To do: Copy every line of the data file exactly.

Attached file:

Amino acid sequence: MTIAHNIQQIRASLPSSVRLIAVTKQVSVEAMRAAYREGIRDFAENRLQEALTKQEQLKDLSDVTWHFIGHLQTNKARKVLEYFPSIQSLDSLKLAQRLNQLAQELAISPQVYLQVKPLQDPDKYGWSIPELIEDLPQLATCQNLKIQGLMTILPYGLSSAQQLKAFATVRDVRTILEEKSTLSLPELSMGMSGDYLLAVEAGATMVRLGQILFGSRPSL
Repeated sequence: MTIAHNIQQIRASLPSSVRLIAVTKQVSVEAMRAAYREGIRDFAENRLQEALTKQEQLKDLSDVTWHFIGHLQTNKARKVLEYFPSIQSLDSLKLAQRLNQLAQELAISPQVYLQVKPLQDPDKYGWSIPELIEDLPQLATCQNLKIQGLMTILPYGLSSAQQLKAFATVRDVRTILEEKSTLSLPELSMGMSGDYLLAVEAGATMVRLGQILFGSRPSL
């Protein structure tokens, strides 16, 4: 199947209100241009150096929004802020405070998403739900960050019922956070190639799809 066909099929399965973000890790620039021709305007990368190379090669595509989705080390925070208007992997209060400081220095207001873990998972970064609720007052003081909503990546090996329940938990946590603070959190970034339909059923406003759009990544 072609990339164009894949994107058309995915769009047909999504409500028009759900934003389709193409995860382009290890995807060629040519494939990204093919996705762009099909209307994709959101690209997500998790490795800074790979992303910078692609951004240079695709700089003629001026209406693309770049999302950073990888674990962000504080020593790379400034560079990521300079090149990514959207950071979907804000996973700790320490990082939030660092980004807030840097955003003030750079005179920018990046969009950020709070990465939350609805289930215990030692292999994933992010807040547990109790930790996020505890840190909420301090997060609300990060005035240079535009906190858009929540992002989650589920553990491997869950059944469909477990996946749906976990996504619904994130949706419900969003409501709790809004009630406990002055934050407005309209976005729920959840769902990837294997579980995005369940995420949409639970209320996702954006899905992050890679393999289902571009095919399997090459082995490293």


Amino acid sequence: MTIAHNIQQIRASLPSSVRLIAVTKQVSVEAMRAAYREGIRDFAENRLQEALTKQEQLKDLSDVTWHFIGHLQTNKARKVLEYFPSIQSLDSLKLAQRLNQLAQELAISPQVYLQVKPLQDPDKYGWSIPELIEDLPQLATCQNLKIQGLMTILPYGLSSAQQLKAFATVRDVRTILEEKSTLSLPELSMGMSGDYLLAVEAGATMVRLGQILFGSRPSL
Repeated sequence: MTIAHNIQQIRASLPSSVRLIAVTKQVSVEAMRAAYREGIRDFAENRLQEALTKQEQLKDLSDVTWHFIGHLQTNKARKVLEYFPSIQSLDSLKLAQRLNQLAQELAISPQVYLQVKPLQDPDKYGWSIPELIEDLPQLATCQNLKIQGLMTILPYGLSSAQQLKAFATVRDVRTILEEKSTLSLPELSMGMSGDYLLAVEAGATMVRLGQILFGSRPSL
């Protein structure tokens, strides 16, 4: 199947209100241009150096929004802020405070998403739900960050019922956070190639799809 066909099929399965973000890790620039021709305007990368190379090669595509989705080390925070208007992997209060400081220095207001873990998972970064609720007052003081909503990546090996329940938990946590603070959190970034339909059923406003759009990544 072609990339164009894949994107058309995915769009047909999504409500028009759900934003389709193409995860382009290890995807060629040519494939990204093919996705762009099909209307994709959101690209997500998790490795800074790979992303910078692609951004240079695709700089003629001026209406693309770049999302950073990888674990962000504080020593790379400034560079990521300079090149990514959207950071979907804000996973700790320490990082939030660092980004807030840097955003003030750079005179920018990046969009950020709070990465939350609805289930215990030692292999994933992010807040547990109790930790996020505890840190909420301090997060609300990060005035240079535009906190858009929540992002989650589920553990491997869950059944469909477990996946749906976990996504619904994130949706419900969003409501709790809004009630406990002055934050407005309209976005729920959840769902990837294997579980995005369940995420949409639970209320996702954006899905992050890679393999289902571009095919399997090459082995490293």